Wednesday, April 27, 2011


Has anybody tried this? I just read the book, and thought I'd post my quick thoughts here.

So, the important disclaimer is that I did not attend any classes. And this does sound like a method in which the creator intends for you to receive in-person training. That being said, I read the book all the way through with interest, and I did take a few things away from it. Overall though, I don't feel like I "know" the method well enough to actually use it during my upcoming birth.

I'll start from the beginning. This is definitely a "crunchy" book, but it doesn't bang you over the head with it. I always appreciate that. The introductory section is a fascinating look back into childbirth of the 60's and 70's. The woman who created this method discussed her 4 birth experiences. She opted not to receive pain medication each time (which was really unheard of back then) and if you can believe this, for the first two, she labored unmedicated all the way through to the baby crowning, and then hospital staff would whisk her to a delivery room, strap down her arms and legs, force an ether mask onto her face, and then once she was unconscious, deliver her baby forcibly with forceps. Because that's just what they did back then. There was no concept of a woman pushing her baby out on her own. My own mom told me that about her birth with my older sister in 1970. "Oh, we'll take it from here, Honey." And then she woke up hours after the birth. I mean, I was flabbergasted. An unconscious vaginal birth? I had a hard time imagining this.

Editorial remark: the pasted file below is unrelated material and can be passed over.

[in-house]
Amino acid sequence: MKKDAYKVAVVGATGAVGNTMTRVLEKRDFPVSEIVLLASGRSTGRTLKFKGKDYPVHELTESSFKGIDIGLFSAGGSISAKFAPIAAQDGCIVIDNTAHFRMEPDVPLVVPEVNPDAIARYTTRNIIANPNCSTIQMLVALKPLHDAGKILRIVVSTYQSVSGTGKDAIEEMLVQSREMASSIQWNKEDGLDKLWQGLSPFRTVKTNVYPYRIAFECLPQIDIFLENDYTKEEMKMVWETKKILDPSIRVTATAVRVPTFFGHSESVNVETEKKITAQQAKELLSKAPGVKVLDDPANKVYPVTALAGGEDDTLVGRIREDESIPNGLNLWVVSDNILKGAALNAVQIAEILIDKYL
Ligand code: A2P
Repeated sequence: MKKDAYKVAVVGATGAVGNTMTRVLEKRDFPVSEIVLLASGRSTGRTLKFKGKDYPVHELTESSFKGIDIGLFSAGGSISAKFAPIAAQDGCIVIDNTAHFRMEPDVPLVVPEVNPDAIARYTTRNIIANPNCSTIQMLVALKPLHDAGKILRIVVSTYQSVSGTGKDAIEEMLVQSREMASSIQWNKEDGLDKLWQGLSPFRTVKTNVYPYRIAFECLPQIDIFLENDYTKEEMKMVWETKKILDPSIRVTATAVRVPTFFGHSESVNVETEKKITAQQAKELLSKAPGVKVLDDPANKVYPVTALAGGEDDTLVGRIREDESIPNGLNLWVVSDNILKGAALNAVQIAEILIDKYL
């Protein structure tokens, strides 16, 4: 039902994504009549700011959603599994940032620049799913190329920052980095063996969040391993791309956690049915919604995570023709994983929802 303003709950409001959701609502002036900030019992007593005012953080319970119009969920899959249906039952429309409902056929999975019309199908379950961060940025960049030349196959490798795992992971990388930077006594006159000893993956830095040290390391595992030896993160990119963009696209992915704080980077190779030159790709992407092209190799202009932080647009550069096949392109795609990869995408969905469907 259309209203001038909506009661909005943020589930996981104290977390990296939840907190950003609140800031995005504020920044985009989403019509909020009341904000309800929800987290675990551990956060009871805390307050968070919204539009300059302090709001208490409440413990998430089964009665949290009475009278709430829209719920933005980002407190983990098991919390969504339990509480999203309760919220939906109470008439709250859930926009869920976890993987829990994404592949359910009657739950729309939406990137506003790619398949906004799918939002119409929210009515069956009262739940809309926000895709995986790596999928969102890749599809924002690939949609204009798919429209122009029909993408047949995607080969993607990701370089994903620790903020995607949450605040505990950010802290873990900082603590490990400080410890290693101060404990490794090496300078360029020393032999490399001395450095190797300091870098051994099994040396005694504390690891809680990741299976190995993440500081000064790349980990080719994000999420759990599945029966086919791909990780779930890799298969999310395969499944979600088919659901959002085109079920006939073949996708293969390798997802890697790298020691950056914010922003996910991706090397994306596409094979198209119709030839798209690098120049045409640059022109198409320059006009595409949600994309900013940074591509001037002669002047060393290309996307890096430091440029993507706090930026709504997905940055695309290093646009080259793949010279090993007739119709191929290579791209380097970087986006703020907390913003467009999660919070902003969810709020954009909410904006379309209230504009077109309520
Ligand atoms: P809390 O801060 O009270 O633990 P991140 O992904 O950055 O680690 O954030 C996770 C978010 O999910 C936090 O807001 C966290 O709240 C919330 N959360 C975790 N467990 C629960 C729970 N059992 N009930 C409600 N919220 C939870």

As if to add to the horror, the author also detailed how the baby was kept in the infant nursery at all times except for designated feeding times, and at those times, the fathers were not allowed to be in the room. So, a new mother would not see her baby until the day after she delivered, and then for 4-5 days (used to be the customary stay for a vaginal delivery) would be with her baby only a few times per day. The other times she had to see her baby only through the nursery windows. New fathers had no contact with their baby aside from the nursery window glimpses until mother and baby were released from the hospital. I mean, seriously?

I guess I'm a child of twenty first century childbirth, and so this boggles my mind. Although there is no technique presented per se in this information, it strengthened my fortitude to be grateful for the birthing choices we now have and to assert mine in the way that I desire when the big day arrives.

The author ultimately was able to birth her second two children on her own without the dreaded ether, and even have her husband present for the births, after finding a sympathetic doctor. But alas, both were still whisked to the newborn nursery and all that entailed.

At any rate, after the introductory information, the book addresses the main techniques of Hypnobirthing, which are breathing exercises, relaxation, and visual imagery/meditation. As I mentioned, I found it hard to understand all of the techniques just from reading the book. There is a CD included, and I plan to check that out. But overall, it kind of reinforced what I wanted to do anyway: breathing techniques, position changes, music for relaxation, and a mental focal point. I'm sure I'm missing the very essence of Hypnobirthing, which puts these all together in some unique fashion, but it's the best I can do with just the book.

Anybody else have insight on this particular method of natural childbirth?

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